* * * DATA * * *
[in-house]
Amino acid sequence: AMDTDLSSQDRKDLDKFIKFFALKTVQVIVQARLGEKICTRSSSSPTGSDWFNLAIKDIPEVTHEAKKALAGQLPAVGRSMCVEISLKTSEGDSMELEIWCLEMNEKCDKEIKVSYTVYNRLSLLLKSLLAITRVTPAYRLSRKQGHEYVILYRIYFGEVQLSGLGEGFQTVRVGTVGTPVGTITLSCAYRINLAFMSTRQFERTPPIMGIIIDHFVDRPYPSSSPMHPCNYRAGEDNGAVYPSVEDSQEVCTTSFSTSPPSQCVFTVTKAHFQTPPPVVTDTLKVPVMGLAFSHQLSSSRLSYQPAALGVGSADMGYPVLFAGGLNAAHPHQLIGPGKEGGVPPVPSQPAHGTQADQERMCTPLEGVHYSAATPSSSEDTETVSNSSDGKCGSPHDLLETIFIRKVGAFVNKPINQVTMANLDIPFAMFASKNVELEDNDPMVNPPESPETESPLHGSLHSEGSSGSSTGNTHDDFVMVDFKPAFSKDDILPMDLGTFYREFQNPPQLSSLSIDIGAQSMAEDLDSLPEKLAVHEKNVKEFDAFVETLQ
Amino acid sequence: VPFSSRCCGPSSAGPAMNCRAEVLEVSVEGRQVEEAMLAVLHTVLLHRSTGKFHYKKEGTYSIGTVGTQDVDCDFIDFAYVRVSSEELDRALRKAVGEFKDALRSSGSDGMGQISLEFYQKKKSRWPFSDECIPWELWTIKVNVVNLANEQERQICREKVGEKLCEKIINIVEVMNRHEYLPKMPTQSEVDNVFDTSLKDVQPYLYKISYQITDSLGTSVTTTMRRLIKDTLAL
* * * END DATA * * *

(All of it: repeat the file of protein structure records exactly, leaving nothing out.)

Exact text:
[in-house]
Amino acid sequence: AMDTDLSSQDRKDLDKFIKFFALKTVQVIVQARLGEKICTRSSSSPTGSDWFNLAIKDIPEVTHEAKKALAGQLPAVGRSMCVEISLKTSEGDSMELEIWCLEMNEKCDKEIKVSYTVYNRLSLLLKSLLAITRVTPAYRLSRKQGHEYVILYRIYFGEVQLSGLGEGFQTVRVGTVGTPVGTITLSCAYRINLAFMSTRQFERTPPIMGIIIDHFVDRPYPSSSPMHPCNYRAGEDNGAVYPSVEDSQEVCTTSFSTSPPSQCVFTVTKAHFQTPPPVVTDTLKVPVMGLAFSHQLSSSRLSYQPAALGVGSADMGYPVLFAGGLNAAHPHQLIGPGKEGGVPPVPSQPAHGTQADQERMCTPLEGVHYSAATPSSSEDTETVSNSSDGKCGSPHDLLETIFIRKVGAFVNKPINQVTMANLDIPFAMFASKNVELEDNDPMVNPPESPETESPLHGSLHSEGSSGSSTGNTHDDFVMVDFKPAFSKDDILPMDLGTFYREFQNPPQLSSLSIDIGAQSMAEDLDSLPEKLAVHEKNVKEFDAFVETLQ
Amino acid sequence: VPFSSRCCGPSSAGPAMNCRAEVLEVSVEGRQVEEAMLAVLHTVLLHRSTGKFHYKKEGTYSIGTVGTQDVDCDFIDFAYVRVSSEELDRALRKAVGEFKDALRSSGSDGMGQISLEFYQKKKSRWPFSDECIPWELWTIKVNVVNLANEQERQICREKVGEKLCEKIINIVEVMNRHEYLPKMPTQSEVDNVFDTSLKDVQPYLYKISYQITDSLGTSVTTTMRRLIKDTLAL